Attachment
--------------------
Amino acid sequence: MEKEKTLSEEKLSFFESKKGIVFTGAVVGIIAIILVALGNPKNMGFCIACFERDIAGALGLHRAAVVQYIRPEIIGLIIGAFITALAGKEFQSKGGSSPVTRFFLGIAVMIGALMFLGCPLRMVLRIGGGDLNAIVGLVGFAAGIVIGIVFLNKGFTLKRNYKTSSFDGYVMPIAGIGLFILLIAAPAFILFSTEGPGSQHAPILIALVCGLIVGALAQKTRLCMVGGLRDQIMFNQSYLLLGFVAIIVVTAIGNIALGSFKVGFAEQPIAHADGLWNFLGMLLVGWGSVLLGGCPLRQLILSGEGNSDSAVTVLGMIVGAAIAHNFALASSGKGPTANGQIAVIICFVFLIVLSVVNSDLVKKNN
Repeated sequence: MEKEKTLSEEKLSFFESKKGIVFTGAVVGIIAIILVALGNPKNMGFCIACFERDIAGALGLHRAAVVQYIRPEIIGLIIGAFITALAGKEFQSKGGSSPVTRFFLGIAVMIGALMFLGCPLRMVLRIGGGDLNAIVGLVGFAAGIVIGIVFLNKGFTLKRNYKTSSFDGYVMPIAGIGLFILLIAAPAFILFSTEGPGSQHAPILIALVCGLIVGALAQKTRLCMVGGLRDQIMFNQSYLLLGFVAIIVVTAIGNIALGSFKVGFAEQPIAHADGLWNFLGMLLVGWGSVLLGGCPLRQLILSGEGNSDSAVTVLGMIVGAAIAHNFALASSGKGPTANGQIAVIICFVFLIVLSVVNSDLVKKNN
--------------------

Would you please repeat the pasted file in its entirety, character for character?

Amino acid sequence: MEKEKTLSEEKLSFFESKKGIVFTGAVVGIIAIILVALGNPKNMGFCIACFERDIAGALGLHRAAVVQYIRPEIIGLIIGAFITALAGKEFQSKGGSSPVTRFFLGIAVMIGALMFLGCPLRMVLRIGGGDLNAIVGLVGFAAGIVIGIVFLNKGFTLKRNYKTSSFDGYVMPIAGIGLFILLIAAPAFILFSTEGPGSQHAPILIALVCGLIVGALAQKTRLCMVGGLRDQIMFNQSYLLLGFVAIIVVTAIGNIALGSFKVGFAEQPIAHADGLWNFLGMLLVGWGSVLLGGCPLRQLILSGEGNSDSAVTVLGMIVGAAIAHNFALASSGKGPTANGQIAVIICFVFLIVLSVVNSDLVKKNN
Repeated sequence: MEKEKTLSEEKLSFFESKKGIVFTGAVVGIIAIILVALGNPKNMGFCIACFERDIAGALGLHRAAVVQYIRPEIIGLIIGAFITALAGKEFQSKGGSSPVTRFFLGIAVMIGALMFLGCPLRMVLRIGGGDLNAIVGLVGFAAGIVIGIVFLNKGFTLKRNYKTSSFDGYVMPIAGIGLFILLIAAPAFILFSTEGPGSQHAPILIALVCGLIVGALAQKTRLCMVGGLRDQIMFNQSYLLLGFVAIIVVTAIGNIALGSFKVGFAEQPIAHADGLWNFLGMLLVGWGSVLLGGCPLRQLILSGEGNSDSAVTVLGMIVGAAIAHNFALASSGKGPTANGQIAVIICFVFLIVLSVVNSDLVKKNN